The survey respondents did not just experience random attacks though – 14% of larger businesses reported the theft of confidential data or intellectual property by external attackers, while 9% of smaller firms experienced such losses too.

36% of the worst breaches down to human error:

Insider threats also pose a risk to organizations through. The survey found that technology, people and processes were to blame in several cases. Of the worst security breaches during the year, 36% were attributed to human error. Alarmingly, an additional 10% of the reported security breaches were pinned on staff and their misuse of systems.

On a more positive note the survey discovered that attitudes towards information security are generally good and continually improving too.

The survey found that 76% of larger organizations believe that senior management places a high level of priority on information security. Interestingly, smaller firms were better, with 83% placing a strong emphasis on security.

Another contributory factor with regards to internal breaches could be a lack of staff training. Survey respondents indicated that many large organizations only prioritized training after a breach. At the time of the induction 10% of new staff were given no security training whatsoever and 42% of large firms failed to employ any kind of ongoing training in terms of security awareness.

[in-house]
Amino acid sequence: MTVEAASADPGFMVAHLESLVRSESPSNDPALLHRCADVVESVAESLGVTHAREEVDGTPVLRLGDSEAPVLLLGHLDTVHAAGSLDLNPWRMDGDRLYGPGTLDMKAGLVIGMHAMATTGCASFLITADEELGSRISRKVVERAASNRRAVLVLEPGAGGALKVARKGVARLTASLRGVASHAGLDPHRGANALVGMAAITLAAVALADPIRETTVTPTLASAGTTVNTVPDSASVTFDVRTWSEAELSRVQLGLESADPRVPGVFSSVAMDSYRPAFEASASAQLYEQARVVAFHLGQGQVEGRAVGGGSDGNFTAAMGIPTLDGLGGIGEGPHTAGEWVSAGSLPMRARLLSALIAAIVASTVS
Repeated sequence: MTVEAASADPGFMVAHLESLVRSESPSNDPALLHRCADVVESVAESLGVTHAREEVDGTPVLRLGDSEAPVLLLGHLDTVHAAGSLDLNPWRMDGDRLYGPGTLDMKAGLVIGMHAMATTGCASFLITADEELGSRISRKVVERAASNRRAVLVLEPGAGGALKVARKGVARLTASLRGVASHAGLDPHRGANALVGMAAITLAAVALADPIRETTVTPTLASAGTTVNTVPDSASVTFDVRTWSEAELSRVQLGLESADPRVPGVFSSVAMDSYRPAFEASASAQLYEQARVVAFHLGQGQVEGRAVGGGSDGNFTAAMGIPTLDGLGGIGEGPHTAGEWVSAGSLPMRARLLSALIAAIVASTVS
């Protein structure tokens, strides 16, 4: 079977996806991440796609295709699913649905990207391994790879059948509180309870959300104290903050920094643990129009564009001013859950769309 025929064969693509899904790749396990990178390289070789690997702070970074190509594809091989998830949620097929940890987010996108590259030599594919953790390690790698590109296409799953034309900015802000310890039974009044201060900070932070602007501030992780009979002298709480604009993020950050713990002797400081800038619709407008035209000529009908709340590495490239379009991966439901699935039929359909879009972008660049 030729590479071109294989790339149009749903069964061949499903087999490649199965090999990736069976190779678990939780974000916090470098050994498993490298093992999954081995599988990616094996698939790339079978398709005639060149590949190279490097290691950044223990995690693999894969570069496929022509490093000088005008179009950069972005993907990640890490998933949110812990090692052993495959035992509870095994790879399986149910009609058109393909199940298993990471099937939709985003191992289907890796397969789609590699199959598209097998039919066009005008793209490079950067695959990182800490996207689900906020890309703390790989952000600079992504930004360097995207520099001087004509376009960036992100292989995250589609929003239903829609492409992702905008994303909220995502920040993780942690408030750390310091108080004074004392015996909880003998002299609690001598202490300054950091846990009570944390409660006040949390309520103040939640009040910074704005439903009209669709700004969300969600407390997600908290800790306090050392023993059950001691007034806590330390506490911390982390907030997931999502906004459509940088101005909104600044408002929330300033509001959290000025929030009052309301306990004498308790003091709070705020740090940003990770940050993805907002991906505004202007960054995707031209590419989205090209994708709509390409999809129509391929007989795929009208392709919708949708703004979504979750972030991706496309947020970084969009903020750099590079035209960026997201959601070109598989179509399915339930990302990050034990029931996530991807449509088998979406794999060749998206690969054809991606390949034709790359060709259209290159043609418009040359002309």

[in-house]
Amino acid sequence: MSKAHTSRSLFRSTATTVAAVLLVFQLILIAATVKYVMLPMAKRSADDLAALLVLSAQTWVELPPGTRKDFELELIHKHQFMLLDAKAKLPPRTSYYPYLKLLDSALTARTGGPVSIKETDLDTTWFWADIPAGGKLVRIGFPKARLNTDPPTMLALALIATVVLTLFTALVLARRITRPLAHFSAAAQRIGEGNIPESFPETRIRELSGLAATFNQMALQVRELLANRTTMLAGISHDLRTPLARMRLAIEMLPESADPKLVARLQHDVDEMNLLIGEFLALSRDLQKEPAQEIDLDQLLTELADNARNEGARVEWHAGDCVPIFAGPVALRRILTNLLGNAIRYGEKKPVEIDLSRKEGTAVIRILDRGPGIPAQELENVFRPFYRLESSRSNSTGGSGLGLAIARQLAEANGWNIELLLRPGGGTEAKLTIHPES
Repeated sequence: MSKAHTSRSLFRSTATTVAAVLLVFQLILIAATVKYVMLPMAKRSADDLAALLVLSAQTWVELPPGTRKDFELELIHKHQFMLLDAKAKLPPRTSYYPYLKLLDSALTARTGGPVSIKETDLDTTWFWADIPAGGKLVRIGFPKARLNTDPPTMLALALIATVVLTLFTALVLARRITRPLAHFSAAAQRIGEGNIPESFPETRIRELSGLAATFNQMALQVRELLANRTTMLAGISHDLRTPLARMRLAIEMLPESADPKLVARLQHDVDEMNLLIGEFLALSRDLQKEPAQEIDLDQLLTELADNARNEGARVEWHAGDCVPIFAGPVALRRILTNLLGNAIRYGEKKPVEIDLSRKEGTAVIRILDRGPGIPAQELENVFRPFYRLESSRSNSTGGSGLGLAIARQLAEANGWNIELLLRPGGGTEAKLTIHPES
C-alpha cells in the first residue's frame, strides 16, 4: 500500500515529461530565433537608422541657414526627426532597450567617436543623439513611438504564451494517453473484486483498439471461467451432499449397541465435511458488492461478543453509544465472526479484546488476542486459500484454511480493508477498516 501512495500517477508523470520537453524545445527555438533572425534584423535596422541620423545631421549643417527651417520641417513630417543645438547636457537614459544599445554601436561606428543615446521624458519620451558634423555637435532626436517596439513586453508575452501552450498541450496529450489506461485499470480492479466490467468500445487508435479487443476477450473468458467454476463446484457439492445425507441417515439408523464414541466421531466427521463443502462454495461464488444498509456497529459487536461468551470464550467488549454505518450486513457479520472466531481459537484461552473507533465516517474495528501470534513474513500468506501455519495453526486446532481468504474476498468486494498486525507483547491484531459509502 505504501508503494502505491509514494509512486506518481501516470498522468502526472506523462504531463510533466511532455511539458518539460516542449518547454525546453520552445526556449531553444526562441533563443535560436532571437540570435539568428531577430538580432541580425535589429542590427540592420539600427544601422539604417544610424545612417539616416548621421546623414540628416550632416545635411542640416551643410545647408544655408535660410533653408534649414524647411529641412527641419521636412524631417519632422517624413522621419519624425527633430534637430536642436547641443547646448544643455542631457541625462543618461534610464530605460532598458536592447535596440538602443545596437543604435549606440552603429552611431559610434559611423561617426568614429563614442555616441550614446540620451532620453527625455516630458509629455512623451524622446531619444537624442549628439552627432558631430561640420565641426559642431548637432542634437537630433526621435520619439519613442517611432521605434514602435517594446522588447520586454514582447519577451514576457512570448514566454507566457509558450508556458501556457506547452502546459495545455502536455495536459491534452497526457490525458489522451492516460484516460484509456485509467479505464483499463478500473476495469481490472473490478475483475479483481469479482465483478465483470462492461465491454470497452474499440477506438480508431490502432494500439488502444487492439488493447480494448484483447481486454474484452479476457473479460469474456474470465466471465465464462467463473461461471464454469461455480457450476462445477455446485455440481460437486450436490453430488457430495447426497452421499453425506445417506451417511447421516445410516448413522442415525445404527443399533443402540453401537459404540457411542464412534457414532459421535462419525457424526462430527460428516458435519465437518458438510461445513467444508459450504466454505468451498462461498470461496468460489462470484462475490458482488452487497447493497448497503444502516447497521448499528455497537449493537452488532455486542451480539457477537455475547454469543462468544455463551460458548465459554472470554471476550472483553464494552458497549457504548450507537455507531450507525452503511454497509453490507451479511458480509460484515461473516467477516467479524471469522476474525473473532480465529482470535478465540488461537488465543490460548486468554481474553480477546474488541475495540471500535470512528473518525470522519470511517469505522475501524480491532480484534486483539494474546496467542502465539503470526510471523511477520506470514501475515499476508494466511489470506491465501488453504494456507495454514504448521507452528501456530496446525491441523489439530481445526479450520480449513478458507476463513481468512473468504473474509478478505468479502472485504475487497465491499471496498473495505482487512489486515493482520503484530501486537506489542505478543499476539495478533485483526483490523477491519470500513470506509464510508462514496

Larger organizations expect to spend more next year in customer data protection and compliance, but just how much a business spends on security seems highly depended on the outlook of senior members of the management team.

The survey ends by saying that the majority of firms believe that the number of security breaches newt year is likely to be higher. As per this year, attacks are expected in every industry though the public sector and financial services showed more concern than other sectors.

Source: Naked Security

How to protect yourself from a breach:

As an employee, you have a crucial role in the security of your company whether you realize it or not. A company cannot be secure without the help of every single employee. Below are some tips that you can follow in order to help your company avoid a security breach:

  • Stay informed
  • If you do not understand or are not sure, ask
  • Follow your companies password policies
    • Do not reuse passwords
    • Do not write down passwords
    • Do not share passwords under any circumstance
    • Create strong passwords consisting of the following:
    • NEVER use passwords less than 8 characters
    • Reset your password as prompted every 90 days
  • Ensure proper validation of one’s identity is obtained before releasing ANY data
  • Follow your companies Clean Desk Policy
  • Only browse websites to fulfill your job duties
  • If something seems “shady” it probably is
  • Do not submit confidential data on insecure HTTP websites
  • NEVER enter confidential data on a pop-up screen
  • Pay attention to your web browser warnings
  • Report suspicious activity to the Information Security Officer

– Kristin Badgett, CSID Information Security Officer

What steps are you taking to help your company avoid a data breach? Let us know on Twitter and Facebook, and be sure to check out our Tumblr for the latest industry news stories.